49. A method to synthesize a nanofiber matrix comprising a plurality of randomly-dispersed nanofibers of claim 1, comprising the steps of (i) sol-gel synthesizing a calcium phosphate sol-gel precursor in an aqueous solvent, (ii) sol-gel synthesizing a polymeric substance sol-gel precursor in an aqueous solvent; (iii) co-axial electro-spinning the calcium phosphate sol-gel precursor with the polymeric substance sol-gel precursor such that each nanofiber comprises a calcium phosphate shell around a core comprising the polymeric substance; and (iv) optionally, calcinating the nanofiber produced by the electro-spinning step.

50. The method of claim 48 or 49, wherein the calcium phosphate precursor further comprises a polymer binder.

51. The method of claim 48 or 49, further comprising the step of calcinating the nanofiber produced by the electro-spinning step.

52. The method of claim 48 or 49, wherein sol-gel synthesis of the calcium phosphate sol-gel precursor comprises (a) hydrolyzing a phosphate-based material in an aqueous solvent; (b) adding a calcium-based material to the hydrolyzed phosphate-based material to form a calcium-phosphate sol-gel precursor solution; (c) optionally aging the calcium-phosphate sol-gel precursor solution for at least 16 hours; and (d) optionally adding a polymer binder to the calcium-phosphate solution.

53. The method of claim 52, wherein the calcium phosphate sol-gel precursor synthesized by said method is a polymer comprising a plurality of linearly-arranged oligomeric derivatives containing a Ca—O—P bond.

54. The method of claim 52 wherein the molecular weight of the calcium phosphate sol-gel precursor is between 10,000 amu and 300,000 amu.

55. The method of claim 54, wherein the molecular weight of the calcium phosphate sol-gel precursor is between 100,000 amu and 200,000 amu.

56. The method of claim 52, wherein the Calcium:Phosphate:water:solvent molar ratio is 1.67:1:3-6.5:7.4-14.8.

57. The method of claim 56 wherein the Calcium:Phosphate:water:solvent molar ratio is 1.67:1:6.5:14.8.

58. The method of claim 52, wherein the calcium-based material is selected from the group consisting of calcium nitrate, calcium acetate, calcium ethoxide and calcium glycolate.

59. The method of claim 52, wherein the phosphate-based material is selected from the group consisting of triethyl phosphate and phosphate ethers.

60. The method of claim 52, wherein the aqueous solvent comprise an alcohol.

61. The method of claim 60, wherein the alcohol is ethanol.

62. The method of claim 52, wherein the polymer binder is selected from the group consisting of polyvinyl alcohols, polyglycolic acids and copolymers thereof.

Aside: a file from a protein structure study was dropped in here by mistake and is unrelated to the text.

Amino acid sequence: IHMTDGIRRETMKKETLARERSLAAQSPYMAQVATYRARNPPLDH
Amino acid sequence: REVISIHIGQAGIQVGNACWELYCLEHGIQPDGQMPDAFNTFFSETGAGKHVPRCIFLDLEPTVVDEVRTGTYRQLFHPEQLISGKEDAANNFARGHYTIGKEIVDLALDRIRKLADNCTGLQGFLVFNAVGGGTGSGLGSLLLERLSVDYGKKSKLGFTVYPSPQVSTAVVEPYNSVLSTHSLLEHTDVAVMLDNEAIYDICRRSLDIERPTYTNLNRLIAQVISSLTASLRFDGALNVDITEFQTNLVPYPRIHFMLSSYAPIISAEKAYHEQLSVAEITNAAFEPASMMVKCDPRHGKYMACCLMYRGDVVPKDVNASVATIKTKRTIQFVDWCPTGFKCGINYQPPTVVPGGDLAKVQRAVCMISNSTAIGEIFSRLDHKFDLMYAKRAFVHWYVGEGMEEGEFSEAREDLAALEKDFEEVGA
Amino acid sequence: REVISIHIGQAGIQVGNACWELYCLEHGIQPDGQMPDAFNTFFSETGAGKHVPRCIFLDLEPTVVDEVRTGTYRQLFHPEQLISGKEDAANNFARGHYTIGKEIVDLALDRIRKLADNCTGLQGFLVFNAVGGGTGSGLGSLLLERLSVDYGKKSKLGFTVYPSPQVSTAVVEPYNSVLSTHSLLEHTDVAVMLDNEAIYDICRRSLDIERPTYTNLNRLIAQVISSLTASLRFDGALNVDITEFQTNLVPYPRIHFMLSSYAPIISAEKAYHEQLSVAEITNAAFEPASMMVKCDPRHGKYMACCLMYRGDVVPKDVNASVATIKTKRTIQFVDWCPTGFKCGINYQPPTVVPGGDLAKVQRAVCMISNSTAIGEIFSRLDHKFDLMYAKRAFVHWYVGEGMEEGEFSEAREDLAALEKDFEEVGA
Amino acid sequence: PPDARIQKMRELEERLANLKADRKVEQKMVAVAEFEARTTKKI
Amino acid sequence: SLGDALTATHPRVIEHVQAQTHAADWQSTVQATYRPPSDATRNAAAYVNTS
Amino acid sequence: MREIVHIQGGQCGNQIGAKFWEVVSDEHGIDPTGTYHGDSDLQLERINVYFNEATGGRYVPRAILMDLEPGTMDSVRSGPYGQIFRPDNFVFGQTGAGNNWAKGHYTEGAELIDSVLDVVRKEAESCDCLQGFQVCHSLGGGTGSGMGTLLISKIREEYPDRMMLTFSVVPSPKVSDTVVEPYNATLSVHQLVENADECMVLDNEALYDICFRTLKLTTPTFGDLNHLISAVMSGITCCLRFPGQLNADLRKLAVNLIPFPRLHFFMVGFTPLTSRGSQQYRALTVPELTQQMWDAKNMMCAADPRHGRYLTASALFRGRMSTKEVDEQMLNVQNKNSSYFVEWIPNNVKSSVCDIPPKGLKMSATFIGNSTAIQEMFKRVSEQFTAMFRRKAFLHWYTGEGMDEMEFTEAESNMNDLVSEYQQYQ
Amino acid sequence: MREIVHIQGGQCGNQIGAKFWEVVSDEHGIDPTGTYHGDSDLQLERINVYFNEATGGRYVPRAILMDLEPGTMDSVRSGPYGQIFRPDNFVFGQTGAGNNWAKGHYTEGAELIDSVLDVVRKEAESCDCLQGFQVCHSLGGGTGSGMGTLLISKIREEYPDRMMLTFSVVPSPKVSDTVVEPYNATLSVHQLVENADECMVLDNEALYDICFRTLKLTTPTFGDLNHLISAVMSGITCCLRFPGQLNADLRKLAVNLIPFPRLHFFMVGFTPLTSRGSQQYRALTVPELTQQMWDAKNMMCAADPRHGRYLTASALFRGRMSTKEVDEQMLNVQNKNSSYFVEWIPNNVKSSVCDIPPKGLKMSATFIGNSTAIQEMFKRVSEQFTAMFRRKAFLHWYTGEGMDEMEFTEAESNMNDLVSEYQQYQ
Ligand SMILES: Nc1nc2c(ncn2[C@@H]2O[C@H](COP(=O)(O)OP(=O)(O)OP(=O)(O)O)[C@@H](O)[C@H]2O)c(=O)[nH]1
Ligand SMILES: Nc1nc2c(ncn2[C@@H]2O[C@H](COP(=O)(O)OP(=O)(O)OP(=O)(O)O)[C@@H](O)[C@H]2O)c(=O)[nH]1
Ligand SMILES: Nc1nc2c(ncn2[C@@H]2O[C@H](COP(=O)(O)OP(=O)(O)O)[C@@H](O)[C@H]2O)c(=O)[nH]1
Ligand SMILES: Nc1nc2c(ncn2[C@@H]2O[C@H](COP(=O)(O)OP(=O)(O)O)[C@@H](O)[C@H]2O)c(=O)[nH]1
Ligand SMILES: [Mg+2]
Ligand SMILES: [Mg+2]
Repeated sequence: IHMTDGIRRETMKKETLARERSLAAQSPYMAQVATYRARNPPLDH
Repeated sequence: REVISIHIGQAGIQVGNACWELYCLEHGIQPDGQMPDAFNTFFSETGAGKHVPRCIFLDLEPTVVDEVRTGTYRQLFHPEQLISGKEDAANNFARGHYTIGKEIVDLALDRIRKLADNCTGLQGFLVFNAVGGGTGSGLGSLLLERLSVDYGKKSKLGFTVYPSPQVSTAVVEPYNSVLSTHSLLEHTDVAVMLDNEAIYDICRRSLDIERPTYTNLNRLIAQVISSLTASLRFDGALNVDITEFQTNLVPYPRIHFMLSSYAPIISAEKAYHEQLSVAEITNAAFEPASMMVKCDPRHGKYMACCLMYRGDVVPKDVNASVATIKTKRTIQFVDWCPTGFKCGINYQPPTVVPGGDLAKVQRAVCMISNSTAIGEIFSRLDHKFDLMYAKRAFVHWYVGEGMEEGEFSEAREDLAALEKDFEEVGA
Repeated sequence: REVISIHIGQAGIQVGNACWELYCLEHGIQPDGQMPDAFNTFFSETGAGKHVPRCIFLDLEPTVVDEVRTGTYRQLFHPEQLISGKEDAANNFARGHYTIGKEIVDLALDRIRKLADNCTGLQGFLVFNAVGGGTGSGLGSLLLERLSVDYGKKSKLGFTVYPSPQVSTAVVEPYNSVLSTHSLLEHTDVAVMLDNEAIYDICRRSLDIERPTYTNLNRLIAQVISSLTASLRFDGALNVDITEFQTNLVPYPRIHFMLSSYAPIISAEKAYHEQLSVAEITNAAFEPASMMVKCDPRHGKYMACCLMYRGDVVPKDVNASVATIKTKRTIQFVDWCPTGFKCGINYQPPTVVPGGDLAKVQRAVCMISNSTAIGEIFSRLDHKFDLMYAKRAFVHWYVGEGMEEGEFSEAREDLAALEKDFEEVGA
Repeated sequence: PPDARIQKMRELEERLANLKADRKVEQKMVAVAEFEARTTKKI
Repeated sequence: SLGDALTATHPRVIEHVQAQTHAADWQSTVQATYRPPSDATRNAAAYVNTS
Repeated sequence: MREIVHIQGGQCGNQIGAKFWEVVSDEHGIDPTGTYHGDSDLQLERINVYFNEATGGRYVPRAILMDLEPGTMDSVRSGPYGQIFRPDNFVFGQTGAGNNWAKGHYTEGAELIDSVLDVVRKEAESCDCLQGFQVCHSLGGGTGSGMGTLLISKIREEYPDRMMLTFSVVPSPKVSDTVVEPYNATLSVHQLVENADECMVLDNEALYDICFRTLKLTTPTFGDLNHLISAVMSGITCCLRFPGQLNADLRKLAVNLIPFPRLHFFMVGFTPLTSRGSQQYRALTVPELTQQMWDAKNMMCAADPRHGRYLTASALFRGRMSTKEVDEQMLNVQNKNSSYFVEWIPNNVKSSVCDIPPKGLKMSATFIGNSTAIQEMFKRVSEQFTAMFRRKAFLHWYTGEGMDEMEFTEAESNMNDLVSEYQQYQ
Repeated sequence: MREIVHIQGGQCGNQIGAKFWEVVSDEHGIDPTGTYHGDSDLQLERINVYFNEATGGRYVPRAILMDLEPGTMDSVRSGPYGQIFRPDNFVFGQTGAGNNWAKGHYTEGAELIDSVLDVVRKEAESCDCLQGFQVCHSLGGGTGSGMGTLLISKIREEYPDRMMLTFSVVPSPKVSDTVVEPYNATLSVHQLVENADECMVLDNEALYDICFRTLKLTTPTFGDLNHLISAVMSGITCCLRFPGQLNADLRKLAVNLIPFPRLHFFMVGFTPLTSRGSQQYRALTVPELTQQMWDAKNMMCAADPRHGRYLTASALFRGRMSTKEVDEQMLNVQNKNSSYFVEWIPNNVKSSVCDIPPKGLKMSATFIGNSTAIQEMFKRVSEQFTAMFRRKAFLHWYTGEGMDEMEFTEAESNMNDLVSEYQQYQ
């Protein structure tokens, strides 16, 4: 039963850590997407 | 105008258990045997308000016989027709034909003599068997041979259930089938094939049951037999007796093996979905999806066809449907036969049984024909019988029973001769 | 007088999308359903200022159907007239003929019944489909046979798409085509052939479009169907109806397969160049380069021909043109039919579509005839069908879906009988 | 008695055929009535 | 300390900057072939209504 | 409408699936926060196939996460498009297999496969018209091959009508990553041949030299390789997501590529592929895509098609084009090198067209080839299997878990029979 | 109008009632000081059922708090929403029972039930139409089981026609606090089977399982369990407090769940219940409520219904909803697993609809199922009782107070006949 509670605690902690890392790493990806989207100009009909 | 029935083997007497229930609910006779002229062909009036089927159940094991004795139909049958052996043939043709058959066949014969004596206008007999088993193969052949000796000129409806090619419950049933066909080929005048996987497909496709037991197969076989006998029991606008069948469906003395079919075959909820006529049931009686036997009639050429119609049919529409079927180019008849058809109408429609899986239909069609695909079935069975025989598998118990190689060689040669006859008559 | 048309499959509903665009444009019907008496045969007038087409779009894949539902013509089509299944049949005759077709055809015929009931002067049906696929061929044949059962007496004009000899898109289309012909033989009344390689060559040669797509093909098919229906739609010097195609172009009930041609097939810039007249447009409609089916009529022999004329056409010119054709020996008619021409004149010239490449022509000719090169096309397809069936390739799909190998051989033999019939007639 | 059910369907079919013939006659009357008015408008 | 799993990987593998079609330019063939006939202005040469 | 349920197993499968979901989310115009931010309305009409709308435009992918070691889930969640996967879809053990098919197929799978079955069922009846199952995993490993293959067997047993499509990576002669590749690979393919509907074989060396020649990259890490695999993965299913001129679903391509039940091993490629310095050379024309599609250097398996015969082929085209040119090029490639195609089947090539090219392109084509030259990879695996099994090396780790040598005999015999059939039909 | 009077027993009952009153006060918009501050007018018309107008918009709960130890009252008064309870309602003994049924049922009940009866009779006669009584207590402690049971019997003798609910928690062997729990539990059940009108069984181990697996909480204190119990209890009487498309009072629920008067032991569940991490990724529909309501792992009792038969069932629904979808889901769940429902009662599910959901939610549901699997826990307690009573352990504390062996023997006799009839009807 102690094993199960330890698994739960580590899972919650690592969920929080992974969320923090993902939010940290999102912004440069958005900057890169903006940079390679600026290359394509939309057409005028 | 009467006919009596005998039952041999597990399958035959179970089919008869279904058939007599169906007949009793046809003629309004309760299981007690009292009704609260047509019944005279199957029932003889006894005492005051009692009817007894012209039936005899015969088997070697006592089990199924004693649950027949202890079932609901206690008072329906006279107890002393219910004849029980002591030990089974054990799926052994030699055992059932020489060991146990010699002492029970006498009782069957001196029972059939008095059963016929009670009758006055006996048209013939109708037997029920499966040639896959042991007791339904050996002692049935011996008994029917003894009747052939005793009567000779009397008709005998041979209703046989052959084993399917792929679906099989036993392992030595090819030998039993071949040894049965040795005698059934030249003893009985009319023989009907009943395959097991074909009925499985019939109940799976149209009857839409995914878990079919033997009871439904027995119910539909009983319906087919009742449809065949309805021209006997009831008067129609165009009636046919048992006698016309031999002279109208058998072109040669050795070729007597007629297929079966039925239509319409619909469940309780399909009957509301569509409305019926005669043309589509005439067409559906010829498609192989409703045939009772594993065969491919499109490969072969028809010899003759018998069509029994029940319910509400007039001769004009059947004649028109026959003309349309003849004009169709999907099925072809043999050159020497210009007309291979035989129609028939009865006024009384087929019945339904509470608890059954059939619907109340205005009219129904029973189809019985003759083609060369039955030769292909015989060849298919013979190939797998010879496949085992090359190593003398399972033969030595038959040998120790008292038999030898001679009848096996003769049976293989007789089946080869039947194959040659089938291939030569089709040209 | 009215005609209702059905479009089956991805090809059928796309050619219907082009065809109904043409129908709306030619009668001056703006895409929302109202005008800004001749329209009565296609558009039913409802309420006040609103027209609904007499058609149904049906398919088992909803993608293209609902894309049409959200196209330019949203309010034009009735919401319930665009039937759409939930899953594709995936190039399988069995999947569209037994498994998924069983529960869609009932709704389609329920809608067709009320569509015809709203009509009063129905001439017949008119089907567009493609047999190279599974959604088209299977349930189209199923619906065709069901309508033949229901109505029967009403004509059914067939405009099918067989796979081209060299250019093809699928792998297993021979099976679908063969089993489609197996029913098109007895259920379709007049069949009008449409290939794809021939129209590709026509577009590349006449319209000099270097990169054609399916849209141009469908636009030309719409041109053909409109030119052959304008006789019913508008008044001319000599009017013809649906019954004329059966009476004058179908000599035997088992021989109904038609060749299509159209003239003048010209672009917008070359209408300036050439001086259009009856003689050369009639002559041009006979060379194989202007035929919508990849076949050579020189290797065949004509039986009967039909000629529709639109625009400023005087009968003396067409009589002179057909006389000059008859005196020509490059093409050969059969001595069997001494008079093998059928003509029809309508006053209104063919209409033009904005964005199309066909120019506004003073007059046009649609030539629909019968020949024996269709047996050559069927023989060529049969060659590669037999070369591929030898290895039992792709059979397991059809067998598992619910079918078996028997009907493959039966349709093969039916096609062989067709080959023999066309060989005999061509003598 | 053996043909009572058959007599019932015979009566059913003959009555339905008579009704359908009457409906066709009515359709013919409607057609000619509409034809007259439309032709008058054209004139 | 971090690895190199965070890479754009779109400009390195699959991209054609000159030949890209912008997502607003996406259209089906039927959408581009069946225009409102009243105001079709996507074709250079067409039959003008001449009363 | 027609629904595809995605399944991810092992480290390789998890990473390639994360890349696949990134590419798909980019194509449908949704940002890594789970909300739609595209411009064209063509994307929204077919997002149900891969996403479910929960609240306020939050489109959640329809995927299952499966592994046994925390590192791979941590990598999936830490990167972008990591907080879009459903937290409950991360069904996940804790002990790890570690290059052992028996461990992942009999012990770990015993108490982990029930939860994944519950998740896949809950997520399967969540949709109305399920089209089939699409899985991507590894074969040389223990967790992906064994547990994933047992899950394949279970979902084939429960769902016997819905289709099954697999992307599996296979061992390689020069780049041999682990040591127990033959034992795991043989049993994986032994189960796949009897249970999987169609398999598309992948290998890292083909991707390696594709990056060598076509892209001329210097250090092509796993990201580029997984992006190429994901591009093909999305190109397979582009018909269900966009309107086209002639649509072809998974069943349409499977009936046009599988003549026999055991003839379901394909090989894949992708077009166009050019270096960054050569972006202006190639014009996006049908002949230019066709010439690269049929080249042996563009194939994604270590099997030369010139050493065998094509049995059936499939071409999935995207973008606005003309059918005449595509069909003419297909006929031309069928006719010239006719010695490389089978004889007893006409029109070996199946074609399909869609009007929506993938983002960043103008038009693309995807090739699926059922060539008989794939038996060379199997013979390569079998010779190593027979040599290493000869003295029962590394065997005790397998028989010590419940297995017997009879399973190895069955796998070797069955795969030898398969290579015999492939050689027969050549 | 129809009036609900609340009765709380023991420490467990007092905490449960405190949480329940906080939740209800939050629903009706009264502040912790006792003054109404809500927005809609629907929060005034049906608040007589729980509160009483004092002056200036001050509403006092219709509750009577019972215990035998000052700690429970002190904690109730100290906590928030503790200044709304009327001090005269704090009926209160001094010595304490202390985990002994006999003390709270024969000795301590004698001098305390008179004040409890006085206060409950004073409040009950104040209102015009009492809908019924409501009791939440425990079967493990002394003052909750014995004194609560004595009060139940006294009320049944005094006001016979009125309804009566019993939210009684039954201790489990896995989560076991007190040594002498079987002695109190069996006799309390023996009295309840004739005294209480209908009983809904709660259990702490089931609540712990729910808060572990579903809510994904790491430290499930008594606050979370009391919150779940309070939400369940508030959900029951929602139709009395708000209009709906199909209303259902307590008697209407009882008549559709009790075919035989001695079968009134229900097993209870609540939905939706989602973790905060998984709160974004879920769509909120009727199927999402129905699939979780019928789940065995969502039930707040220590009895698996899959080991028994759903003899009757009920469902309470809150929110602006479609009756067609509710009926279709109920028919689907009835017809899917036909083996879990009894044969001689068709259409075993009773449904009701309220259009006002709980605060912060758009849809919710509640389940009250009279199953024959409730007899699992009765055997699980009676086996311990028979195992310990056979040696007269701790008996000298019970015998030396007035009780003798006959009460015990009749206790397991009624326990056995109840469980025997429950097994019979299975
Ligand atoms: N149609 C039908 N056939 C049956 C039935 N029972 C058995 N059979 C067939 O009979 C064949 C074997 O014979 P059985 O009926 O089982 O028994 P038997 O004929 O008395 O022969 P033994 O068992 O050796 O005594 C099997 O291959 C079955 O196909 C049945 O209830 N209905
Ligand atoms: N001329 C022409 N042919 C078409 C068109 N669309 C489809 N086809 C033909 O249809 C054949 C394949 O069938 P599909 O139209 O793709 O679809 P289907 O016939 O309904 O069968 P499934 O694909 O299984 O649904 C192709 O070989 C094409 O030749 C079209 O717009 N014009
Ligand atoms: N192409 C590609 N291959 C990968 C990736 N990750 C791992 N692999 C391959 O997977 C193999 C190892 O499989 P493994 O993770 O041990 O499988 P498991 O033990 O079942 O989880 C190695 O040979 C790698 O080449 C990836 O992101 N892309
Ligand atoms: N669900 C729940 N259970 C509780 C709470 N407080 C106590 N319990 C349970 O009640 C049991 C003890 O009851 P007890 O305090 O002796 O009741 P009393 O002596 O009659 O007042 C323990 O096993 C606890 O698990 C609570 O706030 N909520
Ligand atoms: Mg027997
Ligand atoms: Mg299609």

63. The method of claim 62, wherein the polymer binder is added in the form of a 10% by weight aqueous solution.

64. The method of claim 63, wherein the 10% by weight polymer binder aqueous solution is mixed with the calcium phosphate sol-gel precursor at a volumetric ratio between 1.5 to 4.5.

65. The method of claim 49, wherein the core-forming polymeric substance comprises a biodegradable polymer.

66. The method of claim 65, wherein the biodegradable polymer is an immiscible polymer that does not react or dissolve in ethanol.

67. The method of claim 66, wherein the polymer is selected from the group consisting of pyridine, poly(glycolic acid), poly(lactic) acid and poly(lactic acid-co-glycolic acid).

68. The method of claim 66, wherein the polymer is selected from the group consisting of silica-based compounds.

69. The method of claim 68, wherein the silica-based compound is tetraethyl orthosilicate (TEOS).

70. The method of claim 49 wherein the sol-gel synthesis of the polymeric substance precursor comprises (a) catalytically hydrolyzing the polymer in an aqueous solvent; (b) heating the reaction product of step (a) such that the sol-gel synthesized polymer precursor comprises at least one linear chain of oligomer derivatives.

71. The method of claim 48 or 49, wherein the calcination step comprises heating the electrospun fibers to a temperature greater than 350° C.

72. The method of claim 71, wherein the calcination step comprises heating the electrospun fibers to a temperature of between 500° C. to 1,200° C.

73. The method of claim 72, wherein the calcination step comprises heating the electrospun fibers to a temperature of between 600° C. to 800° C.

74. The method of claim 48 or 49, wherein the calcination step comprises heating the electrospun fibers for between two and twelve hours.

75. The method of claim 74, wherein the calcination step comprises heating the electrospun fibers for between five to seven hours.

76. The method of claim 48 or 49, further comprising evaporating the aqueous solvent.

77. A method of culturing bone cells on a nanofiber matrix comprising the nanofiber of claim 1, wherein the nanofiber matrix is placed in a cell-culture medium and the bone cells allowed to adhere to the nanofiber matrix.

78. The method of claim 77, wherein the bone cells are osteoblasts.

79. A method of culturing dental cells on a nanofiber matrix comprising the nanofiber of claim 1, wherein the nanofiber matrix is placed in a cell-culture medium, and the dental cells allowed to adhere to the nanofiber matrix.

80. The method of claim 79, wherein the dental cells are odontoblasts.

81. A method of repairing mammalian bone tissue comprising the steps of (i) culturing bone cells on a nanofiber matrix comprising the nanofiber of claim 1, wherein the nanofiber matrix is placed in a cell-culture medium and the bone cells allowed to adhere to the nanofiber matrix; and (ii) placing said nanofiber matrix adjacent to the bone tissue needing repair.

82. A method of regenerating mammalian bone tissue comprising the steps of (i) culturing bone cells on a nanofiber matrix comprising the nanofiber of claim 1, wherein the nanofiber matrix is placed in a cell-culture medium and the bone cells allowed to adhere to the nanofiber matrix; and (ii) placing said nanofiber matrix adjacent to the bone tissue needing regeneration.